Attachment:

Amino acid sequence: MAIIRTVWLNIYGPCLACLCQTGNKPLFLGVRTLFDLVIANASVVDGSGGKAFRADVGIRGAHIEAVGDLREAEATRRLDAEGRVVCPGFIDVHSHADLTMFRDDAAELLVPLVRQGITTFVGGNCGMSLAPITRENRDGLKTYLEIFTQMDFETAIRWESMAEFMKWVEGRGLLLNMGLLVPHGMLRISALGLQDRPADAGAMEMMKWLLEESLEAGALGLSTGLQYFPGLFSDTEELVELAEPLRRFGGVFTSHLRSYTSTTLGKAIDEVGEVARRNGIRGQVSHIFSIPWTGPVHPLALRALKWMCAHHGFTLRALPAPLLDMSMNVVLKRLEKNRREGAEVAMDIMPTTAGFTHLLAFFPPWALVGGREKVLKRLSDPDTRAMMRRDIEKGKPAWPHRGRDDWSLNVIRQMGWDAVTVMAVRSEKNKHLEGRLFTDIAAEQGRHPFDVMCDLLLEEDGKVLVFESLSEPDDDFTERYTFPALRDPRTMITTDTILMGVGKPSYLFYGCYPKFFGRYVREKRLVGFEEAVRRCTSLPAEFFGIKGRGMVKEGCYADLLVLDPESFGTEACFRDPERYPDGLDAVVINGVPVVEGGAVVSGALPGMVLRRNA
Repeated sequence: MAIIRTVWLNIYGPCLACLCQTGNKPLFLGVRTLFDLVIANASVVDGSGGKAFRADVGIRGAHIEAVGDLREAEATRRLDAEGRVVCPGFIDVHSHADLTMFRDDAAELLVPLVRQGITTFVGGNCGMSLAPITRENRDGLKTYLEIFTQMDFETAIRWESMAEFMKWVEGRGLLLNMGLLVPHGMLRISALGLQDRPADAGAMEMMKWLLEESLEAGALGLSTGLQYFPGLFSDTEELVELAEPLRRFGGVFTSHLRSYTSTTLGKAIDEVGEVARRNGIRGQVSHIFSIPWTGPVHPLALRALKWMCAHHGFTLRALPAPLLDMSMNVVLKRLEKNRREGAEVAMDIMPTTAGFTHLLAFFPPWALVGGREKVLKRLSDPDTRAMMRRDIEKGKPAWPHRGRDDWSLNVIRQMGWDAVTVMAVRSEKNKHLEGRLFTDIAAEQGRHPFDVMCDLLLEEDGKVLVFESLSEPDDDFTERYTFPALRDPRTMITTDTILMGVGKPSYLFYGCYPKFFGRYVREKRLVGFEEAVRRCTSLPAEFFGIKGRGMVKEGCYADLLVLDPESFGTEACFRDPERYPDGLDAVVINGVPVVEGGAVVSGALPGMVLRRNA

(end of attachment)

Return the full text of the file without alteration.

Amino acid sequence: MAIIRTVWLNIYGPCLACLCQTGNKPLFLGVRTLFDLVIANASVVDGSGGKAFRADVGIRGAHIEAVGDLREAEATRRLDAEGRVVCPGFIDVHSHADLTMFRDDAAELLVPLVRQGITTFVGGNCGMSLAPITRENRDGLKTYLEIFTQMDFETAIRWESMAEFMKWVEGRGLLLNMGLLVPHGMLRISALGLQDRPADAGAMEMMKWLLEESLEAGALGLSTGLQYFPGLFSDTEELVELAEPLRRFGGVFTSHLRSYTSTTLGKAIDEVGEVARRNGIRGQVSHIFSIPWTGPVHPLALRALKWMCAHHGFTLRALPAPLLDMSMNVVLKRLEKNRREGAEVAMDIMPTTAGFTHLLAFFPPWALVGGREKVLKRLSDPDTRAMMRRDIEKGKPAWPHRGRDDWSLNVIRQMGWDAVTVMAVRSEKNKHLEGRLFTDIAAEQGRHPFDVMCDLLLEEDGKVLVFESLSEPDDDFTERYTFPALRDPRTMITTDTILMGVGKPSYLFYGCYPKFFGRYVREKRLVGFEEAVRRCTSLPAEFFGIKGRGMVKEGCYADLLVLDPESFGTEACFRDPERYPDGLDAVVINGVPVVEGGAVVSGALPGMVLRRNA
Repeated sequence: MAIIRTVWLNIYGPCLACLCQTGNKPLFLGVRTLFDLVIANASVVDGSGGKAFRADVGIRGAHIEAVGDLREAEATRRLDAEGRVVCPGFIDVHSHADLTMFRDDAAELLVPLVRQGITTFVGGNCGMSLAPITRENRDGLKTYLEIFTQMDFETAIRWESMAEFMKWVEGRGLLLNMGLLVPHGMLRISALGLQDRPADAGAMEMMKWLLEESLEAGALGLSTGLQYFPGLFSDTEELVELAEPLRRFGGVFTSHLRSYTSTTLGKAIDEVGEVARRNGIRGQVSHIFSIPWTGPVHPLALRALKWMCAHHGFTLRALPAPLLDMSMNVVLKRLEKNRREGAEVAMDIMPTTAGFTHLLAFFPPWALVGGREKVLKRLSDPDTRAMMRRDIEKGKPAWPHRGRDDWSLNVIRQMGWDAVTVMAVRSEKNKHLEGRLFTDIAAEQGRHPFDVMCDLLLEEDGKVLVFESLSEPDDDFTERYTFPALRDPRTMITTDTILMGVGKPSYLFYGCYPKFFGRYVREKRLVGFEEAVRRCTSLPAEFFGIKGRGMVKEGCYADLLVLDPESFGTEACFRDPERYPDGLDAVVINGVPVVEGGAVVSGALPGMVLRRNA